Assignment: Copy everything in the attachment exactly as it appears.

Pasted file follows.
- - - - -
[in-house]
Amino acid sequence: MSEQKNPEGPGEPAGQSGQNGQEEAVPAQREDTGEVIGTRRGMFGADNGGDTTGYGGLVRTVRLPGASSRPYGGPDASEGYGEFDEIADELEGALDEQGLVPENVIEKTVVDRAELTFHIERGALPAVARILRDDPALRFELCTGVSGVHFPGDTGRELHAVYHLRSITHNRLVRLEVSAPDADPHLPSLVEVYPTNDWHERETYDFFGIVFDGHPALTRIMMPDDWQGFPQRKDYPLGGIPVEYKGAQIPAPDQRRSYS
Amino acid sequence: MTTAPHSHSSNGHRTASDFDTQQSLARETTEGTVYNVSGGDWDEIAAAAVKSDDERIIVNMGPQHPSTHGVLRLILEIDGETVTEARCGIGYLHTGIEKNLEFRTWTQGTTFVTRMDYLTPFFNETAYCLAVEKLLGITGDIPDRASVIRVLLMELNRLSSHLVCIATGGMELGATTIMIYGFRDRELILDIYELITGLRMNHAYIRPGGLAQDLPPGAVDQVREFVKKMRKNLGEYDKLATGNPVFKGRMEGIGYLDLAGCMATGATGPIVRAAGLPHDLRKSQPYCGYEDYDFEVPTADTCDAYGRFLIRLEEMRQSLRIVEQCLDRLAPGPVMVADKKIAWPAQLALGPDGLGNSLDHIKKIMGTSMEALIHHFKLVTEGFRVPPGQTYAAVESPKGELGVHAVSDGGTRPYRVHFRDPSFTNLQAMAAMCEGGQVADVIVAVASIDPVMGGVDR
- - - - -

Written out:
[in-house]
Amino acid sequence: MSEQKNPEGPGEPAGQSGQNGQEEAVPAQREDTGEVIGTRRGMFGADNGGDTTGYGGLVRTVRLPGASSRPYGGPDASEGYGEFDEIADELEGALDEQGLVPENVIEKTVVDRAELTFHIERGALPAVARILRDDPALRFELCTGVSGVHFPGDTGRELHAVYHLRSITHNRLVRLEVSAPDADPHLPSLVEVYPTNDWHERETYDFFGIVFDGHPALTRIMMPDDWQGFPQRKDYPLGGIPVEYKGAQIPAPDQRRSYS
Amino acid sequence: MTTAPHSHSSNGHRTASDFDTQQSLARETTEGTVYNVSGGDWDEIAAAAVKSDDERIIVNMGPQHPSTHGVLRLILEIDGETVTEARCGIGYLHTGIEKNLEFRTWTQGTTFVTRMDYLTPFFNETAYCLAVEKLLGITGDIPDRASVIRVLLMELNRLSSHLVCIATGGMELGATTIMIYGFRDRELILDIYELITGLRMNHAYIRPGGLAQDLPPGAVDQVREFVKKMRKNLGEYDKLATGNPVFKGRMEGIGYLDLAGCMATGATGPIVRAAGLPHDLRKSQPYCGYEDYDFEVPTADTCDAYGRFLIRLEEMRQSLRIVEQCLDRLAPGPVMVADKKIAWPAQLALGPDGLGNSLDHIKKIMGTSMEALIHHFKLVTEGFRVPPGQTYAAVESPKGELGVHAVSDGGTRPYRVHFRDPSFTNLQAMAAMCEGGQVADVIVAVASIDPVMGGVDR